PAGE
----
Sony VPL-VWPRO1 Projector Review

Image click to enlarge comparison images, and more will be added after the CEDIA show, this week. These images have the Sony VPL-PRO1 on the right, and the Epson 8700UB on the left. Note that the Epson image is smaller. Since the Epson already had a few hundred hours on its lamp (vs. about 25 hours on the Sony), and that the Sony is brighter to begin with (best modes), it was necessary to reduce the size of the Epson’s image to achieve some sort of brightness parity, even with the Sony changed to eco-mode. (Don’t worry about the color shifts, – on these long time exposures, the slightest color differences are badly amplified.)

Look closely at the two images, or rather their letterbox areas above and below. The Epson (left, letterbox – blacks – ) are much darker than the Sony which has a very visible letterbox. The Epson’s letterboxing is only really noticeable at this exposure, in the lower right corner, where this Epson shows a minute red shift (not something you would notice during viewing the same scene in real time).

Click on the above – heavily overexposed – night train image from Casino Royale, for a larger version.

Click Image to Enlarge

On these additional two dark scenes, the slightly better blacks of the Epson do seem to result in a slightly more dynamic looking dark scene. In the image below, also note, that you can make out a touch more dark shadow detail in the furniture in the room (back center). Still, the two projectors are close.

Click Image to Enlarge

For general black level performance examples we’ll start with my favorite, the Starship image found The Fifth Element. The first is our Sony VPL-PRO1. (Note, the PRO1 images have been converted to grayscale, so that slight color shifts (in part due to very long exposures) do not distract. Going forward we will use grayscale for several images relating to black levels and shadow detail.

Immediately below it, is the Optoma HD8200. Unfortunately, brightness varies even more making accurate comparisons of black levels a little difficult. Still, for example, the last image, the more expensive JVC RS15, obviously still has very black blacks, yet the bright areas are the most overexposed. That indicates the best black level performance. This Sony isn’t that good, and the RS15 has a similar lower cost replacement the HD250 we haven’t reviewed yet, that is about the same price as the Sony VWPRO1 – HW20a projector.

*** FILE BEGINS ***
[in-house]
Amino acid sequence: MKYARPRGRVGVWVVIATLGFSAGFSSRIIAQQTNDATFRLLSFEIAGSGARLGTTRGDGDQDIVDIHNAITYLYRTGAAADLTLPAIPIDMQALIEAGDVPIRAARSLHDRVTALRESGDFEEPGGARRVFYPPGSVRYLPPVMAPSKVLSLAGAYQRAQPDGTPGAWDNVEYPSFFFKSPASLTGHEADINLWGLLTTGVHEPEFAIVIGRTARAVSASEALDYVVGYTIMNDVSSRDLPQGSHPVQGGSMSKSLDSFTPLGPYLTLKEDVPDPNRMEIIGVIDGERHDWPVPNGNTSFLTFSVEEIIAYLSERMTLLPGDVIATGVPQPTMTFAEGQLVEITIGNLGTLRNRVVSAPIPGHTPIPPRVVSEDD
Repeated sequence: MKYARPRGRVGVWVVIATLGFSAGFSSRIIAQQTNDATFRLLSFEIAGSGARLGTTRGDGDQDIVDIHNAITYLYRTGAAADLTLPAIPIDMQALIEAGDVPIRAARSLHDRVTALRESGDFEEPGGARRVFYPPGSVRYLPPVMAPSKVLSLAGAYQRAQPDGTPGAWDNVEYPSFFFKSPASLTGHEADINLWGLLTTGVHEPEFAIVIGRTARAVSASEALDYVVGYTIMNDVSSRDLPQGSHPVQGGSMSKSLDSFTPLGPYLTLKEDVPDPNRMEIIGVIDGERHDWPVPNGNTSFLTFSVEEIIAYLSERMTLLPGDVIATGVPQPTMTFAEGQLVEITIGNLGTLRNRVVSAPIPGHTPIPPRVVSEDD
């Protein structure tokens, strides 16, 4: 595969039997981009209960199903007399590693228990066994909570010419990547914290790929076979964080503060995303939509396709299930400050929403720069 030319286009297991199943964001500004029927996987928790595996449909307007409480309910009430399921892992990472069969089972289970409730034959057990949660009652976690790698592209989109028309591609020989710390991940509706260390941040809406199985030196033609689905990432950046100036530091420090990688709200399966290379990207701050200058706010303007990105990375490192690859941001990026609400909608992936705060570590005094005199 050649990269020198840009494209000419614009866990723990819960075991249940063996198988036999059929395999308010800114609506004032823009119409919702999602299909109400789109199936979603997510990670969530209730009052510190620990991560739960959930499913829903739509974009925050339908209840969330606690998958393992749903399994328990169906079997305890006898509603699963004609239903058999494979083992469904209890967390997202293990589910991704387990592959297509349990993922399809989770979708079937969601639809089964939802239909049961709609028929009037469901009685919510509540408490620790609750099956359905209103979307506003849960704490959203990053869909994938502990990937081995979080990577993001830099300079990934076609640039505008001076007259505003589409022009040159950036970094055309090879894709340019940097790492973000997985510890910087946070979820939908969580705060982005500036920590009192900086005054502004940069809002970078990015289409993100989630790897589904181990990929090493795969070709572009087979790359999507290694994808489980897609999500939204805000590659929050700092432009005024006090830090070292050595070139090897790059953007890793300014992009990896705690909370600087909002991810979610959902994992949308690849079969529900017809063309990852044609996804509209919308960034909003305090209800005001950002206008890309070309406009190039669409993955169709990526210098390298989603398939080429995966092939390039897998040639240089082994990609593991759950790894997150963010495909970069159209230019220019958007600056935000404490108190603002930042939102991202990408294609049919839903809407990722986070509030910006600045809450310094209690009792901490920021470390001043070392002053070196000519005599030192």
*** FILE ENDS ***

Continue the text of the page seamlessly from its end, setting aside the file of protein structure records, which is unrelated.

Click Image to Enlarge

VPL-VWPRO1 Comparsion

Optoma HD8200
Sony VPL-HW15
Optoma HD8200:
Epson Home Cinema 8700UB:
JVC RS15:
Mitsubishi HC4000:
BenQ W6000:
JVC RS15,
Optoma HD8200
+Sony VPL-HW15

Consider two additional (digital) images which are good ones for observing black levels.

The dynamic iris, with almost all projectors (JVC excepted, as JVC manages great black levels without a dynamic iris,) of course, is key to the excellent black levels. I figure this is as good a time to comment on the iris’s impact on viewing. Below are two images from Space Cowboys, (the second image with the shuttle in it was about 2 seconds further into the movie, explaining the slight shift in the position of the stars and planet).

Notice how much brighter the background is on the second image, due to the iris opening to handle the bright lights of the space shuttle. (Both images are intentionally overexposed.) Measuring the same “black” pixels in the upper right of the letterbox, the first image had RGB measurements of R=4, G=16, B=17. In the lower and brighter image (due to the iris opening a bit), the same area measures: R=7, G=18, B=21. Average that out and you’ve got the lower image pixels about 20% brighter! That means that the blacks are 20% brighter too. And believe me, the iris in the lower picture still isn’t fully open.

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